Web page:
Controversy erupted a day after Kerala governor Arif Mohammed Khan signed the Kerala Police Act Amendment ordinance envisaged by the LDF government in the state to prevent cyber attacks against women and children.
The state cabinet, last month, had decided to amend the Police Act by recommending the addition of Section 118-A as the existing laws were not adequate to deal with cyber crimes against women and children as the crime graph is rising since the outbreak of Covid-19.
Under the new amendment, anyone can lodge a complaint against a news item against the media and journalists at any police station. As it is a non-bailable offense, the police will have to file a case if a complaint is received. The police will be empowered to register a case in this regard. Arrests can also be made without a warrant. It can result in imprisonment for up to five years or a fine of up to Rs 10,000 or both to those who produce, publish or disseminate content through any means of communication with an intention to intimidate, insult or defame any person.
Though it was earlier reported that the imprisonment term for such “offences” would be five years, the final gazette notification put the prison term lower, at three years. And while initial reports said the new section is applicable only to social media posts, the notification said “through any kind of mode of communication”, expanding the scope of its interpretation.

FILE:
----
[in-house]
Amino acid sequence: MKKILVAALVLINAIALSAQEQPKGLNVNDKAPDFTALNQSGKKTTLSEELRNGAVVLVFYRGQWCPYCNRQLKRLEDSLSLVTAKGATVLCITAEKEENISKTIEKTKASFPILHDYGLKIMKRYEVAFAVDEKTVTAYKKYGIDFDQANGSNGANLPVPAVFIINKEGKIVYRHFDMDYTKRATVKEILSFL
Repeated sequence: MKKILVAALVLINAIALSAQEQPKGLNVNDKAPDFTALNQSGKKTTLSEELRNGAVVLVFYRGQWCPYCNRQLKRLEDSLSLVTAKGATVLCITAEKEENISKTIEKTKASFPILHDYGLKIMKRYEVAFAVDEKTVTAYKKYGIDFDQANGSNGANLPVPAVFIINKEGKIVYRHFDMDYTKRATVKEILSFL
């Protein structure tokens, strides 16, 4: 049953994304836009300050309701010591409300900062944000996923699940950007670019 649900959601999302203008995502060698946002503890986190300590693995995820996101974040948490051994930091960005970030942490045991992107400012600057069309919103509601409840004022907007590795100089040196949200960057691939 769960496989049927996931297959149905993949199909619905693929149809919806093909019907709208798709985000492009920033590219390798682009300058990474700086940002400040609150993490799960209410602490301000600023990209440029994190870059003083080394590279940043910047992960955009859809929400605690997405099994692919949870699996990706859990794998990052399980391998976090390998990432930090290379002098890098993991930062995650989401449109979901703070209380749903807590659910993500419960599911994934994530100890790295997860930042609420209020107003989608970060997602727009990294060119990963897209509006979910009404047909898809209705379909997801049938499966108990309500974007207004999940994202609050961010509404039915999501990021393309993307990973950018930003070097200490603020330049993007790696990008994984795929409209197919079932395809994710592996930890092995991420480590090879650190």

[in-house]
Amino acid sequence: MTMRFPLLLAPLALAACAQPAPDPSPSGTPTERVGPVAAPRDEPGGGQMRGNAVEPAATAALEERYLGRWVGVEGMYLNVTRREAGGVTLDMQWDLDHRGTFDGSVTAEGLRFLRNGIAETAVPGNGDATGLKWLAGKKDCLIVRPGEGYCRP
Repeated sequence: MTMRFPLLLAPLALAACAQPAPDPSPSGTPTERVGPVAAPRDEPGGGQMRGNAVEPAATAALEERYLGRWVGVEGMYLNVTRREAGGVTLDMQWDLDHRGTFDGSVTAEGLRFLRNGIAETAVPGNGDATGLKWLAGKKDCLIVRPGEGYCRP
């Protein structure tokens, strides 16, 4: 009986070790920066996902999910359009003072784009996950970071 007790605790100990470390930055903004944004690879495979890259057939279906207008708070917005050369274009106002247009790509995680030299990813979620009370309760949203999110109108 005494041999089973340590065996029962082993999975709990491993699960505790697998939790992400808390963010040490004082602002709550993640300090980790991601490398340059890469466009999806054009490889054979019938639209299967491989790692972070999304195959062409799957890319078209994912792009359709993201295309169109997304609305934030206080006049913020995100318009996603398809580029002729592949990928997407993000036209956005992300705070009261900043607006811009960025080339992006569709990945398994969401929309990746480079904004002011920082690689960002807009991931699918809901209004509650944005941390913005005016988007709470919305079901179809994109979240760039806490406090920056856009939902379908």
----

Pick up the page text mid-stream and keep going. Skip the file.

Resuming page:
The opposition parties and activists demanded immediate withdrawal of the controversial amendment and had alleged that the amendment would curtail freedom of expression.
The Kerala state government, however, rejected the opposition’s claim, saying that the decision had been taken based on factors such as abuse of social media to tarnish the image of individuals. The government defended its position saying that the existing laws were not effective and the new law will in no way be used against free speech or impartial journalism and apprehensions to the contrary are unfounded.